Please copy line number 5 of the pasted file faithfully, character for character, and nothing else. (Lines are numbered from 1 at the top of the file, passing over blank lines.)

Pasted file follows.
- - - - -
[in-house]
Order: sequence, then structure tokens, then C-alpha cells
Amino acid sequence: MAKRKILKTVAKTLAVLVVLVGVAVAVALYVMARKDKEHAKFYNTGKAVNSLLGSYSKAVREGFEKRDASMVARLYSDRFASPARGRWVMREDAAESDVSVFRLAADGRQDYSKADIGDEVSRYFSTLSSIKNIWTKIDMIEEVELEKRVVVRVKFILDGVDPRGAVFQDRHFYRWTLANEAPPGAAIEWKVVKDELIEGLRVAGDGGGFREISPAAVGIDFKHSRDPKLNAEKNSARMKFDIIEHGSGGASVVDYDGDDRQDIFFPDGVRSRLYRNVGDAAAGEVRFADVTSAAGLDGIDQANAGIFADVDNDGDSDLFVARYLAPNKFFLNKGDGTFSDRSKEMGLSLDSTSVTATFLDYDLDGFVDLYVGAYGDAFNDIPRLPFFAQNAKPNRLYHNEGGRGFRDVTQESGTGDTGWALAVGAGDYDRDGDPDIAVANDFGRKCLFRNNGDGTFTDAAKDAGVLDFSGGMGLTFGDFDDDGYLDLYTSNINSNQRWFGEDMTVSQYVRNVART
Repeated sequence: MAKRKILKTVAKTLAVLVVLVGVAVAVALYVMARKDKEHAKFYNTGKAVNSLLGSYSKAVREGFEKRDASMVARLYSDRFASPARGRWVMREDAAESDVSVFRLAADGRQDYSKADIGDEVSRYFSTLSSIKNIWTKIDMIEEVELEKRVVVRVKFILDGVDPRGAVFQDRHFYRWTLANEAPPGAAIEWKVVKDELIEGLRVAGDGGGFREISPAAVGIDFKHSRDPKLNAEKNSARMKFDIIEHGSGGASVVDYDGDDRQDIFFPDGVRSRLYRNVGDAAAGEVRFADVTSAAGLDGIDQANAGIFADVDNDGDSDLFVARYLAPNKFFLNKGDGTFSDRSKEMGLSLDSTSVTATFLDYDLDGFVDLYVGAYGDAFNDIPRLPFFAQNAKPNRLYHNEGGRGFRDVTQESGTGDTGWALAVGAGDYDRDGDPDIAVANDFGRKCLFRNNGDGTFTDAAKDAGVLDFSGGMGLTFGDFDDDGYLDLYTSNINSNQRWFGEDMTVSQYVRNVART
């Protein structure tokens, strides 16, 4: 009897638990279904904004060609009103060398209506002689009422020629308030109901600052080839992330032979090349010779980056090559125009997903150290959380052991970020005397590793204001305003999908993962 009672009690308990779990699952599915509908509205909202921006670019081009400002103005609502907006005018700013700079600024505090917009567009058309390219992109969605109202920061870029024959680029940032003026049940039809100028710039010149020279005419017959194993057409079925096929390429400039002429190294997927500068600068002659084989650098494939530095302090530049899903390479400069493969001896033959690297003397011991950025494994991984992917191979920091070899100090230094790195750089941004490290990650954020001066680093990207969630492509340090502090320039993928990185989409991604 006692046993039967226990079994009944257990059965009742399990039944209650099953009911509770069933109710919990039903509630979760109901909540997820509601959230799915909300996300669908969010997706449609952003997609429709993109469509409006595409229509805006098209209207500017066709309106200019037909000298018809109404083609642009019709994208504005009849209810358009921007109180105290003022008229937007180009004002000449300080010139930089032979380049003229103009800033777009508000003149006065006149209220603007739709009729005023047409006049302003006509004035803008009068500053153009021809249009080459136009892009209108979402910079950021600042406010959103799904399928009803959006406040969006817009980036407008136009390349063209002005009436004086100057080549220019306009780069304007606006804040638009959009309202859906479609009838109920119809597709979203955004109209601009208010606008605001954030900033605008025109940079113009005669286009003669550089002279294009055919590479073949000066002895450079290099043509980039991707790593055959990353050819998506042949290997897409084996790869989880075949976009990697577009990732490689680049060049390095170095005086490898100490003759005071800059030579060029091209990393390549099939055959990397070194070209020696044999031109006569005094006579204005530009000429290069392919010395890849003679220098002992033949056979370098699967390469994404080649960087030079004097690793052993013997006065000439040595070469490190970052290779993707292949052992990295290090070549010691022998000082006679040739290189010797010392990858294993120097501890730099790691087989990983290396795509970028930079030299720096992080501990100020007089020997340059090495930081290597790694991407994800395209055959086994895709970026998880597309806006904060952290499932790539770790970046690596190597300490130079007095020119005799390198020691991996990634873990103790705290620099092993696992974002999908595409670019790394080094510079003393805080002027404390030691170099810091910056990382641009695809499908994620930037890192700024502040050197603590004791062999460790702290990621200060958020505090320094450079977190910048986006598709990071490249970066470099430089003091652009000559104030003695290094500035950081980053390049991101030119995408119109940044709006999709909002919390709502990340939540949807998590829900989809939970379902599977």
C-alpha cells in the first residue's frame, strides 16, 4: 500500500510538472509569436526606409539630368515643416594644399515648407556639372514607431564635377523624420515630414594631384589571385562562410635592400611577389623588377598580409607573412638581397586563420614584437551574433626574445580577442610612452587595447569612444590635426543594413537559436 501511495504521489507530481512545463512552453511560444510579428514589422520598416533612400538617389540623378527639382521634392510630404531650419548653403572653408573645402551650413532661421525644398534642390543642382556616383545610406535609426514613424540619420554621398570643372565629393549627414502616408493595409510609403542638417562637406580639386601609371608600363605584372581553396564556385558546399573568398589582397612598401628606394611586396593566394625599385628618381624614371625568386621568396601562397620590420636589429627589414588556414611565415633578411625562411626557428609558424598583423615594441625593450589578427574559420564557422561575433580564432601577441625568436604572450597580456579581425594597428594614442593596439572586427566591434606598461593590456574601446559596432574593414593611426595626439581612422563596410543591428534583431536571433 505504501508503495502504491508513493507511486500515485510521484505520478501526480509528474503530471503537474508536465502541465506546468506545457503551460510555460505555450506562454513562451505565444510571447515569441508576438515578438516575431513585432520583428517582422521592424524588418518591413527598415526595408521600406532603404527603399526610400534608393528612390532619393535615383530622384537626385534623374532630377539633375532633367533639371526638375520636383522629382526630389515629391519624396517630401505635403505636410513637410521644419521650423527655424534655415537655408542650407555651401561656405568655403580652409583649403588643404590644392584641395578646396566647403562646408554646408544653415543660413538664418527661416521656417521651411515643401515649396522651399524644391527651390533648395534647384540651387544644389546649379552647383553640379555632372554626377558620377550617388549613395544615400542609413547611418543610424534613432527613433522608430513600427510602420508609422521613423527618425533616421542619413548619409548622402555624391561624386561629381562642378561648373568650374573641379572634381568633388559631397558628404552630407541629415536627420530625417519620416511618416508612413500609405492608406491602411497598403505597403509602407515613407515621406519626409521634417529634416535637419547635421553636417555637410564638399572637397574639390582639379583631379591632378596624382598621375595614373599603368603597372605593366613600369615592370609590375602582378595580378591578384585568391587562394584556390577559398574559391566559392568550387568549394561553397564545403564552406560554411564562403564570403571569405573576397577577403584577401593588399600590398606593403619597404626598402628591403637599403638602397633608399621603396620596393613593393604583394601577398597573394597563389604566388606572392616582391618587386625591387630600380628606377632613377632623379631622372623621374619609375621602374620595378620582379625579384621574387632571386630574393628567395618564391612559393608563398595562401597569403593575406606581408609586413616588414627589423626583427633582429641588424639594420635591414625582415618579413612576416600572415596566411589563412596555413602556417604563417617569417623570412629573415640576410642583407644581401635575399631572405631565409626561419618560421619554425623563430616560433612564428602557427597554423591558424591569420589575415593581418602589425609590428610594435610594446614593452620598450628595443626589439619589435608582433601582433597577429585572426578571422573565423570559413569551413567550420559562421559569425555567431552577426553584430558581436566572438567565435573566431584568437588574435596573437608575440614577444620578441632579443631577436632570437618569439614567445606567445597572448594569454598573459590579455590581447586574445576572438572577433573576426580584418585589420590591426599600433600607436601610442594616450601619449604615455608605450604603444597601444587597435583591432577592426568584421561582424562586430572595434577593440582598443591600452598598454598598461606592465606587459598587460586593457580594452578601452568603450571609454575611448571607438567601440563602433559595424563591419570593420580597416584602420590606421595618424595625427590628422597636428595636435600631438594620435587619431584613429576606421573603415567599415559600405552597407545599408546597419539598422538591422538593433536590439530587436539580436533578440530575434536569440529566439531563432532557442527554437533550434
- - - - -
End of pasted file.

């Protein structure tokens, strides 16, 4: 009897638990279904904004060609009103060398209506002689009422020629308030109901600052080839992330032979090349010779980056090559125009997903150290959380052991970020005397590793204001305003999908993962 009672009690308990779990699952599915509908509205909202921006670019081009400002103005609502907006005018700013700079600024505090917009567009058309390219992109969605109202920061870029024959680029940032003026049940039809100028710039010149020279005419017959194993057409079925096929390429400039002429190294997927500068600068002659084989650098494939530095302090530049899903390479400069493969001896033959690297003397011991950025494994991984992917191979920091070899100090230094790195750089941004490290990650954020001066680093990207969630492509340090502090320039993928990185989409991604 006692046993039967226990079994009944257990059965009742399990039944209650099953009911509770069933109710919990039903509630979760109901909540997820509601959230799915909300996300669908969010997706449609952003997609429709993109469509409006595409229509805006098209209207500017066709309106200019037909000298018809109404083609642009019709994208504005009849209810358009921007109180105290003022008229937007180009004002000449300080010139930089032979380049003229103009800033777009508000003149006065006149209220603007739709009729005023047409006049302003006509004035803008009068500053153009021809249009080459136009892009209108979402910079950021600042406010959103799904399928009803959006406040969006817009980036407008136009390349063209002005009436004086100057080549220019306009780069304007606006804040638009959009309202859906479609009838109920119809597709979203955004109209601009208010606008605001954030900033605008025109940079113009005669286009003669550089002279294009055919590479073949000066002895450079290099043509980039991707790593055959990353050819998506042949290997897409084996790869989880075949976009990697577009990732490689680049060049390095170095005086490898100490003759005071800059030579060029091209990393390549099939055959990397070194070209020696044999031109006569005094006579204005530009000429290069392919010395890849003679220098002992033949056979370098699967390469994404080649960087030079004097690793052993013997006065000439040595070469490190970052290779993707292949052992990295290090070549010691022998000082006679040739290189010797010392990858294993120097501890730099790691087989990983290396795509970028930079030299720096992080501990100020007089020997340059090495930081290597790694991407994800395209055959086994895709970026998880597309806006904060952290499932790539770790970046690596190597300490130079007095020119005799390198020691991996990634873990103790705290620099092993696992974002999908595409670019790394080094510079003393805080002027404390030691170099810091910056990382641009695809499908994620930037890192700024502040050197603590004791062999460790702290990621200060958020505090320094450079977190910048986006598709990071490249970066470099430089003091652009000559104030003695290094500035950081980053390049991101030119995408119109940044709006999709909002919390709502990340939540949807998590829900989809939970379902599977």